Jill Biden Says She Was Surprised By Kamala Harris’ Attacks, But America ‘Didn’t Buy It’

"The one thing you cannot say about Joe is that he’s a racist," she said of her husband, the former vice president and 2020 Democratic presidential hopeful.

Jill Biden said she was surprised by Sen. Kamala Harris’ (D-Calif.) attacks on her husband, former Vice President Joe Biden, during the first Democratic debates last month in an interview with CNN that aired Monday.

In the interview with host Chris Cuomo, Jill Biden spoke about the dramatic moment during the first showdown between 20 Democratic candidates last month. Her husband has been a noted front-runner since he joined the primary race and had until recently mostly moved to ignore his rivals and capitalize on his nationwide goodwill.

“The biggest surprise I think was the debate. I think ― you know, I think probably Kamala was a little bit of a surprise,” Biden said. “You know, I think that they were looking at the past. I mean, the one thing you cannot say about Joe is that he’s a racist.”

Harris confronted Biden during the debate last month, lambasting comments the former vice president made where he invoked his work with two segregationists senators decades ago.

“I do not believe you are a racist. And I agree with you when you commit yourself to the importance of finding common ground,” Harris said at the time. “But it was hurtful to hear you talk about the reputations of two United States senators who built their reputations and career on the segregation of race in this country.”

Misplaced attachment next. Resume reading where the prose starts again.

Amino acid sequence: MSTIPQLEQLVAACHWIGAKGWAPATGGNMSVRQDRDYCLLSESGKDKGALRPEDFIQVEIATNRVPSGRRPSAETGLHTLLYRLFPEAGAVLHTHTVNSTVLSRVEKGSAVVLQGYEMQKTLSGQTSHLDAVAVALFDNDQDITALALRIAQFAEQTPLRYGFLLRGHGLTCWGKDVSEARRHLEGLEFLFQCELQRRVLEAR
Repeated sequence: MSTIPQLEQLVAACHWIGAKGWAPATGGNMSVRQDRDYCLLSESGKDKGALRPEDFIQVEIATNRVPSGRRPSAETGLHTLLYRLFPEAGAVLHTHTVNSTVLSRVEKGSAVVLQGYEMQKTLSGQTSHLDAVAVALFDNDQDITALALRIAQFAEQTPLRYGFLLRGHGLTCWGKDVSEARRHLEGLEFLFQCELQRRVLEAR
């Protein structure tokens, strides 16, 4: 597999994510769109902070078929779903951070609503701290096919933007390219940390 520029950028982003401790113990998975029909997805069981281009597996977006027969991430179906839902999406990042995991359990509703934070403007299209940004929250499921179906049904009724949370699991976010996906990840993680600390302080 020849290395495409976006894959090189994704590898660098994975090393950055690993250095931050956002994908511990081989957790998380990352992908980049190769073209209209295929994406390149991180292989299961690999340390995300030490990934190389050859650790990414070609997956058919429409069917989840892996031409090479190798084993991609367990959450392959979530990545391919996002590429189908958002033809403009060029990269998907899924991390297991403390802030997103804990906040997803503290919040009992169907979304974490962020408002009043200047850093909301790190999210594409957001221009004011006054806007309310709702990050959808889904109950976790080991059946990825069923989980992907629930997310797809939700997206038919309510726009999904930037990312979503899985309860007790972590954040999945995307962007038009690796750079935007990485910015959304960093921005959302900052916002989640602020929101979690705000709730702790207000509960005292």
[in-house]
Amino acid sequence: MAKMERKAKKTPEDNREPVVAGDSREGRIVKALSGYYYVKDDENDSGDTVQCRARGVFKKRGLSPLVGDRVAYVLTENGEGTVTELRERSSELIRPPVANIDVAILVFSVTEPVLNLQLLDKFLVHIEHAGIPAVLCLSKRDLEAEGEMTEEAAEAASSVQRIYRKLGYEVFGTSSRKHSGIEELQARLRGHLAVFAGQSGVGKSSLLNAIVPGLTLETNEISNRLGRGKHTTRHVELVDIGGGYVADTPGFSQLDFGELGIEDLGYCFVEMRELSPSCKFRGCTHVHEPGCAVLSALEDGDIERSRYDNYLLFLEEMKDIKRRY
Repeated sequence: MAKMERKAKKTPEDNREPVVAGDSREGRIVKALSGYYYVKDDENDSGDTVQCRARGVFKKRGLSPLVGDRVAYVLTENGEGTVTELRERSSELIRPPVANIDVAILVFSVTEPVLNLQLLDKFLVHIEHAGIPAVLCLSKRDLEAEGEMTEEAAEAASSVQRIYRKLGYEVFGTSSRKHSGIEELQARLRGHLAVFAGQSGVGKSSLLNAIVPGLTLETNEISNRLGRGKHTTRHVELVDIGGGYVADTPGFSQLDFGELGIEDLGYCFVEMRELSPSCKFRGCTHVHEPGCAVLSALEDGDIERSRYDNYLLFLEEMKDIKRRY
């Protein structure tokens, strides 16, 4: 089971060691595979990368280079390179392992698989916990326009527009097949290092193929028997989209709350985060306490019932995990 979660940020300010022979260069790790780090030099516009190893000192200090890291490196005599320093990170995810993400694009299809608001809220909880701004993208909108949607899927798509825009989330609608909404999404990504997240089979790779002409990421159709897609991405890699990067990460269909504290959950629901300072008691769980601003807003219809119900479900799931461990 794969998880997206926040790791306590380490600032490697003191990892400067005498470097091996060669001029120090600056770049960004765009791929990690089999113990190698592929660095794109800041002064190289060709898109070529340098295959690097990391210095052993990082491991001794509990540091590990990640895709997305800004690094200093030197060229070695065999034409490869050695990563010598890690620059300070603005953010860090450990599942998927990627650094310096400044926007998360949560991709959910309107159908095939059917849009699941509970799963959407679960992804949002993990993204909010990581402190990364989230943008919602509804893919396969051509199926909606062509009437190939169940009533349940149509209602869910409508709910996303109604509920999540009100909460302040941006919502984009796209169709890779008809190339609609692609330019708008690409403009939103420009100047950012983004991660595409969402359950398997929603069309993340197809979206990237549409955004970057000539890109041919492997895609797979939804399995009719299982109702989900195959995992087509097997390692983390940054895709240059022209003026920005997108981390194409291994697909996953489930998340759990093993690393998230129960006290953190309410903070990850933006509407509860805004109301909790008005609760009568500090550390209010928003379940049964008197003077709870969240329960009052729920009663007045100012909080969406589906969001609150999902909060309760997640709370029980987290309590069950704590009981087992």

Biden later went on to tell Cuomo that she believed voters knew what her husband stood for, asserting that many Americans “didn’t buy it” when Harris moved to attack his track record.

The moment was a breakout opportunity for Harris amid the crowded Democratic field, and she’s seen a notable uptick in support following her debate showing. Biden initially defended himself after the mudslinging, saying his words were taken out of context, but he eventually said this week that he regretted the segregationist remarks.

“Was I wrong a few weeks ago to somehow give the impression to people that I was praising those men whom I successfully opposed time and again? Yes, I was,” Biden said during a speech in South Carolina last weekend. “I regret it, and I’m sorry for any of the pain or misconception maybe I caused anybody.”

The former vice president also elaborated on the attacks during the CNN interview, saying he wasn’t “prepared” for the way Harris came after him.

“I’ve been surprised, not about the attacks, but I’ve been surprised at the intensity sometimes of the attacks, coming from people who know me,” Biden told Cuomo. “It doesn’t make me second-guess, but it makes me decide that ― look, this race is about the future, man. And we can go back and pick everybody’s record apart, if you want to go back 20, 30, 40 years, and take it out of context, because no one knows the context of the moment. And so it’s really easy to distort. It just surprised me a little bit, some of the stuff that’s come out, in terms of the attack lines.”

He added later: “I know this is a marathon.”